I just love this song!
The About Me page of this blog gets the most traffic, so I’ve added a little blurb about why I’m blogging. It got me thinking about the tension of between honesty and anonymity in my personal recovery that I thought I’d expand on here.
Like most sex addicts, the worst of my acting out was through the Internet where I acted anonymously and secretly. The sound of a dial up modem connecting is still an incredibly erotic trigger for me! To maintain my sobriety I had to give up the right to use the a computer at all for over six months. Even after that it was a long time before I felt solid enough in my sobriety to check email when I was alone.
Today, instead of acting out online I try to practice my recovery without being secretive. But it’s not an easy balance to strike. Be a little too open and some nutter might endanger me or my family. A little too closed and why bother reading? I like the approach taken by one blogger I admire. Someday I’ll probably ask to borrow her idea of addressing the people who think they know me, it’s just that good, but I want to find my own balance, be comfortable with my own boundaries first.
So I have fear about speaking out about my experiences with recovery from sex addiction, just like this addict:
It sounds simple but there were obstacles and doubts to overcome. I well remember a session with myself soon after I returned [home]. It ran something like this: If I go around shouting from the rooftops about my alcoholism, it might very possibly prevent me from getting a good job. But supposing that just one man died because I had, for selfish reasons, kept my mouth shut? No. I was supposed to be doing God’s will, not mine. His road lay clear before me, and I’d better quit rationalizing myself into any detours. I could not expect to keep what I had gained unless I gave it away.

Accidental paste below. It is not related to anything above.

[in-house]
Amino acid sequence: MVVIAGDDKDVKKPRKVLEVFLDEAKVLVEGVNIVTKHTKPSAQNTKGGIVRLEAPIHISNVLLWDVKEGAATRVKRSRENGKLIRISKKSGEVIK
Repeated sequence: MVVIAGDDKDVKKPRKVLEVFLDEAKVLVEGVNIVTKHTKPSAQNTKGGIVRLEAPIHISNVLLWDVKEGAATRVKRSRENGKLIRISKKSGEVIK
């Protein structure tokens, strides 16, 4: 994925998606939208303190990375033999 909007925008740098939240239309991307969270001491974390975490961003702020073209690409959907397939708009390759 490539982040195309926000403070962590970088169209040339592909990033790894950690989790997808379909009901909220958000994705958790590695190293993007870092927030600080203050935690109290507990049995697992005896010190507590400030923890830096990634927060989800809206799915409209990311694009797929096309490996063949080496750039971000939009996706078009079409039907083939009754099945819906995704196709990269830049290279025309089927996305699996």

I highlighted this in my Big Book (p. 253) over three years ago.
At that time, discovering and then following God’s will for me was my primary focus. I believed the dead went to heaven and lived happily ever after with God. So although it would be sad if just one man died because I’d been afraid to jeopardize my anonymity, ultimately it wasn’t all that sad. The bigger issue was following God’s will. I don’t believe in the existence of a deity or an afterlife any more so that one man’s death has become almost unbearably tragic for me. If there’s any way I can help, I should. The meetings, support, therapists, and treatment facilities were there for me when I needed it and I want to do whatever I can to pay it forward.